By default, Infuse will download and cache images (poster & fanart) for each title in your library. Disabling the ‘Pre-Cache Images’ option will prevent Infuse from downloading all artwork, and instead will load images on demand while browsing. This may be a good option if you want to reduce overall bandwidth usage by the app, but may result in a slight delay before artwork appears when browsing.
If streaming from a local server, having images cached would also allow you to have the full library experience when the local network is working, but internet access is not available (due to an outage).
This pre-caching of images is part of the library scanning process, and you can monitor the progress/status of this in Infuse > Settings > Library.
Then the bug is that this image caching is downloading all video files as well. Have a look on a bandwidth monitor or by using mitmproxy. You’ll see that it’s downloading MKV files. I mean just letting it open on the home screen will download all media files by 8-10 MB/s!
There is also a phase of the indexing process that will read a small portion of each file in order to display specs such as duration, resolution, codec, etc… The status for this can also be found in the Settings > Library section.
Furthermore, if you happen to have the ‘Embedded Metadata’ option enabled, Infuse will read details from within the video (including artwork). And if the ‘Metadata Fetching’ option is disabled, a few frames of each video will be read in order to generate a thumbnail image for each video (if no embedded artwork is present).
In order to minimize overall bandwidth usage, you can adjust these settings.
Luckily I’m not on a cellular connection (otherwise it’d have killed my monthly allowance already). Having a few MBs downloaded for the better experience is totally fine, so I’m not trying to save MBs.
That bug is almost saturating my internet connection though, so we are talking about 10s of GBs, not just a few MB.
Here is the command which allowed me to debug this issue:
We have looked into this, and confirmed the behavior is expected.
The Range: bytes=0- parameter isn’t actually an error. Depending on the video type, some videos may have metadata present at the front of the file, while others may have portions of it at the end, or in other areas. The exact location isn’t known until Infuse has a chance to examine the actual file, so having the ability to access the entire file is necessary in order to support the widest array of file types.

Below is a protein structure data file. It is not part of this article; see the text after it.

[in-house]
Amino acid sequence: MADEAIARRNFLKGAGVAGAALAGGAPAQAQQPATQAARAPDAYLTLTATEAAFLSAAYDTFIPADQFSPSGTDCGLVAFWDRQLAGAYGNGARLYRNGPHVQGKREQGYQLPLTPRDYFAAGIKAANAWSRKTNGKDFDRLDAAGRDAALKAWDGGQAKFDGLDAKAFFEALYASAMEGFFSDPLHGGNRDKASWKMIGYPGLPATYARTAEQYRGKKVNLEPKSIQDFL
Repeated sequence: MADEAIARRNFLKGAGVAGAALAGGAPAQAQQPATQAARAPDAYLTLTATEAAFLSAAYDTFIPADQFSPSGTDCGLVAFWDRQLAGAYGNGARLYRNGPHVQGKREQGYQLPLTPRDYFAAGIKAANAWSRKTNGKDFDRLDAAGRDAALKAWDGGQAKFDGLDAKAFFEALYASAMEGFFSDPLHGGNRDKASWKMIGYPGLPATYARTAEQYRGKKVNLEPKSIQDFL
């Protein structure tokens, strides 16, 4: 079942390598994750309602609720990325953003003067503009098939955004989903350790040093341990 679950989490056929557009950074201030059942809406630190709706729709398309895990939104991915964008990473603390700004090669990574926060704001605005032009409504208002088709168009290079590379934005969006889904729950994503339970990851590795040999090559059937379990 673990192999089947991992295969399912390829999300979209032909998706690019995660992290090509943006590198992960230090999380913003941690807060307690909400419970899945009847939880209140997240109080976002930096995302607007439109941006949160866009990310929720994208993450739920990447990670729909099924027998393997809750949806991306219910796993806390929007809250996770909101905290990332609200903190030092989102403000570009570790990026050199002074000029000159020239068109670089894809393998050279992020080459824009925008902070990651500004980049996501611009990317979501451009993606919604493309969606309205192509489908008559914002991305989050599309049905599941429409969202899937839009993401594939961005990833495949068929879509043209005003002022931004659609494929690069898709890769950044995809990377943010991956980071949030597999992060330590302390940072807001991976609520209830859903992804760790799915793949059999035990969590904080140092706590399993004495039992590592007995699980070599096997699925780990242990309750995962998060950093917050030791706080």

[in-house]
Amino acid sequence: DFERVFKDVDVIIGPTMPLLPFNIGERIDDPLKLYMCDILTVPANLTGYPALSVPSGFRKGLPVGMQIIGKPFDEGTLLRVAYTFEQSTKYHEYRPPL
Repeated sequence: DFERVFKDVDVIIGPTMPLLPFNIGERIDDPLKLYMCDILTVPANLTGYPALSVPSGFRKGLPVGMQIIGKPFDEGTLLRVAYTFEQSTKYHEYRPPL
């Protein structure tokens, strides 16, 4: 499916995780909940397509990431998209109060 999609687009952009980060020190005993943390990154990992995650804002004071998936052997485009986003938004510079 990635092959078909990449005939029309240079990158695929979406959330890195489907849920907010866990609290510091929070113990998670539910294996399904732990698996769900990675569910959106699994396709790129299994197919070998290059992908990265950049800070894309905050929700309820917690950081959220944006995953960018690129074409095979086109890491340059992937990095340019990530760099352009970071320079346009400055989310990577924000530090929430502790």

Please note that while Infuse may send a request for the full file, that doesn’t mean the app will read the entire file to the end. IE The entire file is not getting downloaded to your device during indexing.
Sometimes, getting metadata or thumbnails can put a bit of load on the network, but it isn’t specific to a single protocol type, and other connection types (such as SMB, NFS, FTP, etc…) will behave the same way.
In general, indexing is a one-time process and does not need to be repeated. Also, if you are using multiple devices, Infuse can use iCloud Sync to share these fetched details between devices to avoid having to rescan the same content more than once.
Left unchecked yes it would continue downloading until the file is fully downloaded, but the download is controlled by further logic within the app.
If you are seeing bandwidth decrease when disabling the ‘Pre-Cache Images’ option, then it is likely that most of the bandwidth is in fact artwork coming from TMDB.
For reference, each movie will have a poster, landscape fanart, and logo image. This may add up to a few MBs per title for movies, and potentially more for TV shows as there are unique images for each series, season, and episode.
OK, I reset the app using AppCleaner and re-added everything, everything is on default settings.
It stopped on one movie (80 our of 172), at that point I sent a diagnostic log email and re-started the processing.
This time it did complete, after about 30 minutes, consuming 3.23 GB of data. Also this time if I click on “Scan for Changes” or even “Refresh Metadata” it works correctly, it doesn’t consume any more bandwidth.
Yesterday it was definitely not working like this, it was just downloading and downloading 2-3 hours after starting. And even after finishing, every time I clicked “Scan for Changes” it re-started this hour long downloading.
I understand your points about the range requests, it indeed doesn’t load the full file, I guess you are terminating the request on client side.